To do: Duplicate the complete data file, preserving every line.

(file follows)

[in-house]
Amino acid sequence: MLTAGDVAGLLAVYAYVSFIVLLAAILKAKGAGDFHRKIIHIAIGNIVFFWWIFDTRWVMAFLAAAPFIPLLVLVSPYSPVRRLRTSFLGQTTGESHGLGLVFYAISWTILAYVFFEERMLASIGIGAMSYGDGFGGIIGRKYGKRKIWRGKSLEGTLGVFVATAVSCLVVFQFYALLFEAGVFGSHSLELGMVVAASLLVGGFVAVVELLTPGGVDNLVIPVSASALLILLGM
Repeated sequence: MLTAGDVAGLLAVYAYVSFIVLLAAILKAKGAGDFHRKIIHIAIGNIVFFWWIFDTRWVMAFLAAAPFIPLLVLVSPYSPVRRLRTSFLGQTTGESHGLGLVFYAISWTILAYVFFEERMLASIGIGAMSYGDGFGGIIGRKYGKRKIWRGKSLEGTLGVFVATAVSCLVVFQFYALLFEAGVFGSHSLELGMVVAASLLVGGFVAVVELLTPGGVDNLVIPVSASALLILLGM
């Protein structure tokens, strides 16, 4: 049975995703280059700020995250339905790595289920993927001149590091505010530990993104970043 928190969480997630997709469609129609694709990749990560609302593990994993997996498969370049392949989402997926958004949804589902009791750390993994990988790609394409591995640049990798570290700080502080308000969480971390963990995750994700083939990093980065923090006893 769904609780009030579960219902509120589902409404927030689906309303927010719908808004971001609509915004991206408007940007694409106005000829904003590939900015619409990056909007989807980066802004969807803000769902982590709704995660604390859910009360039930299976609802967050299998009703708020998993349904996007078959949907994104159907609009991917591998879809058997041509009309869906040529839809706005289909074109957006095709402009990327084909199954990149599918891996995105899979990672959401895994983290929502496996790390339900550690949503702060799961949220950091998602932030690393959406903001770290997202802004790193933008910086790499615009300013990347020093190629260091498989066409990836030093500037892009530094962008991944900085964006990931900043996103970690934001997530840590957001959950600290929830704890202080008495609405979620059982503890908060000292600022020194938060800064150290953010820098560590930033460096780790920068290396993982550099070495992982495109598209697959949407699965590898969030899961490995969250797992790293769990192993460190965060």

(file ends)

[in-house]
Amino acid sequence: MLTAGDVAGLLAVYAYVSFIVLLAAILKAKGAGDFHRKIIHIAIGNIVFFWWIFDTRWVMAFLAAAPFIPLLVLVSPYSPVRRLRTSFLGQTTGESHGLGLVFYAISWTILAYVFFEERMLASIGIGAMSYGDGFGGIIGRKYGKRKIWRGKSLEGTLGVFVATAVSCLVVFQFYALLFEAGVFGSHSLELGMVVAASLLVGGFVAVVELLTPGGVDNLVIPVSASALLILLGM
Repeated sequence: MLTAGDVAGLLAVYAYVSFIVLLAAILKAKGAGDFHRKIIHIAIGNIVFFWWIFDTRWVMAFLAAAPFIPLLVLVSPYSPVRRLRTSFLGQTTGESHGLGLVFYAISWTILAYVFFEERMLASIGIGAMSYGDGFGGIIGRKYGKRKIWRGKSLEGTLGVFVATAVSCLVVFQFYALLFEAGVFGSHSLELGMVVAASLLVGGFVAVVELLTPGGVDNLVIPVSASALLILLGM
């Protein structure tokens, strides 16, 4: 049975995703280059700020995250339905790595289920993927001149590091505010530990993104970043 928190969480997630997709469609129609694709990749990560609302593990994993997996498969370049392949989402997926958004949804589902009791750390993994990988790609394409591995640049990798570290700080502080308000969480971390963990995750994700083939990093980065923090006893 769904609780009030579960219902509120589902409404927030689906309303927010719908808004971001609509915004991206408007940007694409106005000829904003590939900015619409990056909007989807980066802004969807803000769902982590709704995660604390859910009360039930299976609802967050299998009703708020998993349904996007078959949907994104159907609009991917591998879809058997041509009309869906040529839809706005289909074109957006095709402009990327084909199954990149599918891996995105899979990672959401895994983290929502496996790390339900550690949503702060799961949220950091998602932030690393959406903001770290997202802004790193933008910086790499615009300013990347020093190629260091498989066409990836030093500037892009530094962008991944900085964006990931900043996103970690934001997530840590957001959950600290929830704890202080008495609405979620059982503890908060000292600022020194938060800064150290953010820098560590930033460096780790920068290396993982550099070495992982495109598209697959949407699965590898969030899961490995969250797992790293769990192993460190965060």